CH: And not react to the anxiety.  Yes!  Maybe I will, maybe I won’t! The premise of exposure response prevention!

YC: Oh yeah?  So you say KILL? KILL? hmm.. well, I guess I could.. I’ll just have some soup and think about it.

CH: Usually what I’d do is say, ‘Wow, okay that is an interesting suggestion….maybe it’s real or maybe it’s not. But I’m going to continue with what I’m doing and let it be there and feel the anxiety surrounding it’.  If I try to avoid the thought, it gets louder.

YC:  Right, you have to embrace it even though it’s very uncomfortable.

CH: If I just let it be and invite the anxiety around it, it doesn’t control me. Yes. Our brains are wired to tell us that intrusive thoughts could possibly be real….and so we spin our wheels trying to prove or disprove if they are or not.  Which is ridiculous because there is never any proof either way….

YC: Yeah it’s weird how that works. Proving what’s real.

CH: It sucks!

YC: Especially when you do already know what’s real.

CH: Exactly. OCD isn’t called ‘the doubting disease’ for nothing!

YC: But to bring it back around to music.. I think music generally does help me with it.  When music I like is playing, I’m generally fine. Or if I’m playing music especially.  Even though OCD can make me not want to hear it or do anything sometimes.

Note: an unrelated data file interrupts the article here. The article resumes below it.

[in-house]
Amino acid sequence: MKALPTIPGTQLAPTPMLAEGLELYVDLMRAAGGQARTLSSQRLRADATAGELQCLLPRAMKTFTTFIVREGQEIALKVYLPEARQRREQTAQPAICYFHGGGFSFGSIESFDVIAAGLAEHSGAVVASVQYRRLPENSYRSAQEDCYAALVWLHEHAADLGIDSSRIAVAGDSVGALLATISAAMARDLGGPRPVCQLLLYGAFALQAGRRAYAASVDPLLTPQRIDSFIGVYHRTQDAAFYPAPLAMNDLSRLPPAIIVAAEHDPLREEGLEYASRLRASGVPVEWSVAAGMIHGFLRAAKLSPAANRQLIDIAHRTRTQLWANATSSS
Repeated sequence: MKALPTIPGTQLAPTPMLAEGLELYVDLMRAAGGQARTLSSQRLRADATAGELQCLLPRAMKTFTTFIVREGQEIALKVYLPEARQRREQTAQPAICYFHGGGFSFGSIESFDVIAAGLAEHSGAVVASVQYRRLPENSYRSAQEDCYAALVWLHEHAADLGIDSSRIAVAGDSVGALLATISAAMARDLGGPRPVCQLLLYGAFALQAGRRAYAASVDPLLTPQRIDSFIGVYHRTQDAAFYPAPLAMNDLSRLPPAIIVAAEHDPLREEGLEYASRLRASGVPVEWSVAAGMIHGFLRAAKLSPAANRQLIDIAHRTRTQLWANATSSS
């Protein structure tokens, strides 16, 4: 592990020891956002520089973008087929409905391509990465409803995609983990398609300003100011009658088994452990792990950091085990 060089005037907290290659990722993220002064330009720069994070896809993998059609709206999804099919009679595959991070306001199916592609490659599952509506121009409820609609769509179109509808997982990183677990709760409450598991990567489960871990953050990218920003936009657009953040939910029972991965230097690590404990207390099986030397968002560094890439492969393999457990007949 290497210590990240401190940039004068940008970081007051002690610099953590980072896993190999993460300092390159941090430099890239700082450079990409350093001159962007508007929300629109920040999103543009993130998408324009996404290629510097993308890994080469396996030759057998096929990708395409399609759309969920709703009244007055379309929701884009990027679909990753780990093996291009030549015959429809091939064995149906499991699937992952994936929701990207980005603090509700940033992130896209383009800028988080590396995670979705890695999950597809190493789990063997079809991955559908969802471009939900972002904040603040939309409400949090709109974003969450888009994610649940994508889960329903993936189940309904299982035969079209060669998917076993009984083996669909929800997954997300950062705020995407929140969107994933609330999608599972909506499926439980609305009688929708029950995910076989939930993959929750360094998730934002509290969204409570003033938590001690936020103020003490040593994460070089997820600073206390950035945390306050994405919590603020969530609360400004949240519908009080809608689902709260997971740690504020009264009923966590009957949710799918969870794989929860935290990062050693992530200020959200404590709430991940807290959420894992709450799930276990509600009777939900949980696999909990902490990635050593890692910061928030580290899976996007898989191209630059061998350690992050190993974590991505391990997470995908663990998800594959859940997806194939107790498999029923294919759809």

CH: I definitely think it can be a healthy coping mechanism for sure.

YC: Because it basically wants me to not do anything fun or enjoy life at all.

CH: Right. But, when all else fails, sometimes distraction can turn a bad day into a tolerable one.

YC: But I’ve heard it said that coping is kind of a misnomer, because if your goal is to cope, then you might just cope, but if your goal is to win, you’ve gotta strive for that.

CH: Right…but that is WAAAAY too optimistic for me. ahahahaha

YC: Maybe so but it’s kinda true. Like I know that OCD does give me a reason to make all sorts of excuses not to do certain things.

CH: I agree, especially with OCD as coping mechanisms can EASILY turn into compulsions. So, finding that balance is key.

YC: At the same time, a lot of the things i don’t like to do have some valid reasons behind them while they might also be related to OCD.

CH: I guess turning ‘coping mechanisms’ into self care strategies is a good way of looking at it.

YC: I just don’t like the idea that life is just this impossible struggle, because OCD can convince you that it is.

CH: Well I think it can be that way for many people—OCD or not. We just have an added layer of shit to deal with.

YC: That’s true, but here we go with the perception paradox.

CH: This could turn obsessive hahaha

YC: Before it comes to that, let’s just adjourn our talk until another time.  We’ve covered a lot.  Thanks for the chat Chrissie, it was definitely interesting and I think it explored some of the details around music and OCD, although I’m sure there’s much more we could cover.  Until next time!

CH: Thank you!  Bye!